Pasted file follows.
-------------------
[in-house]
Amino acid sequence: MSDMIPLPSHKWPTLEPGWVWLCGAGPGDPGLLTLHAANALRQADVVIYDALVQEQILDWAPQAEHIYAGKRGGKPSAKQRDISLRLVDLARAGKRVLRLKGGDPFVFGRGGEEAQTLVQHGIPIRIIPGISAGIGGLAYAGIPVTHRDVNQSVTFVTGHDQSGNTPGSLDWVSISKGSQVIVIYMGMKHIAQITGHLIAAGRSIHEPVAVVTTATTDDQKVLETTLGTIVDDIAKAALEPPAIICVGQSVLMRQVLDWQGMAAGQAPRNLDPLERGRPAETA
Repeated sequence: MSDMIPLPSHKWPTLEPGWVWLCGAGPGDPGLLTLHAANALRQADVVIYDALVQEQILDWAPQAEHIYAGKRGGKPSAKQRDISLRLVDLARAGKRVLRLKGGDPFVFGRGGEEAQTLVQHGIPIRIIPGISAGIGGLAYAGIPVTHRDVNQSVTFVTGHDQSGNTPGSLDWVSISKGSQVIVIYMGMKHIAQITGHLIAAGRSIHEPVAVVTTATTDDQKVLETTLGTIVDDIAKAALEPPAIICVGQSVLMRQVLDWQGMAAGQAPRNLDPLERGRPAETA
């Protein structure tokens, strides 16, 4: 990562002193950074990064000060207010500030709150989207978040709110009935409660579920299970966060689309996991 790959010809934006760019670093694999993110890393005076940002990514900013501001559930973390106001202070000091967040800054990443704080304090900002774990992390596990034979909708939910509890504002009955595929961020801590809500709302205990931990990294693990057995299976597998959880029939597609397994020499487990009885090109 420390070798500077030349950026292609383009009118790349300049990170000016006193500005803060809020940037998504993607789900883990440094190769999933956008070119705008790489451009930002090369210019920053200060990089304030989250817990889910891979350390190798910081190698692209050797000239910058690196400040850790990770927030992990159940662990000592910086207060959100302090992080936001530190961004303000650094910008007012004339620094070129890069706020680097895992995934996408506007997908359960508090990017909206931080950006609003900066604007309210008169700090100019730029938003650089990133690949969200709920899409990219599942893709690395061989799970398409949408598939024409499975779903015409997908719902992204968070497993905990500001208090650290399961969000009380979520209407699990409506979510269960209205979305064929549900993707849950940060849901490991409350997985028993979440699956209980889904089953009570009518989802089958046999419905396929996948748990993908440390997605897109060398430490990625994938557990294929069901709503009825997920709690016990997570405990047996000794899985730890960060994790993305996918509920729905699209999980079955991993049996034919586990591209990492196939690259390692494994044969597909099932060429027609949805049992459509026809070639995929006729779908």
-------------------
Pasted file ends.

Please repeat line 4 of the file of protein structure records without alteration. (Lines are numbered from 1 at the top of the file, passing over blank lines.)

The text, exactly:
């Protein structure tokens, strides 16, 4: 990562002193950074990064000060207010500030709150989207978040709110009935409660579920299970966060689309996991 790959010809934006760019670093694999993110890393005076940002990514900013501001559930973390106001202070000091967040800054990443704080304090900002774990992390596990034979909708939910509890504002009955595929961020801590809500709302205990931990990294693990057995299976597998959880029939597609397994020499487990009885090109 420390070798500077030349950026292609383009009118790349300049990170000016006193500005803060809020940037998504993607789900883990440094190769999933956008070119705008790489451009930002090369210019920053200060990089304030989250817990889910891979350390190798910081190698692209050797000239910058690196400040850790990770927030992990159940662990000592910086207060959100302090992080936001530190961004303000650094910008007012004339620094070129890069706020680097895992995934996408506007997908359960508090990017909206931080950006609003900066604007309210008169700090100019730029938003650089990133690949969200709920899409990219599942893709690395061989799970398409949408598939024409499975779903015409997908719902992204968070497993905990500001208090650290399961969000009380979520209407699990409506979510269960209205979305064929549900993707849950940060849901490991409350997985028993979440699956209980889904089953009570009518989802089958046999419905396929996948748990993908440390997605897109060398430490990625994938557990294929069901709503009825997920709690016990997570405990047996000794899985730890960060994790993305996918509920729905699209999980079955991993049996034919586990591209990492196939690259390692494994044969597909099932060429027609949805049992459509026809070639995929006729779908």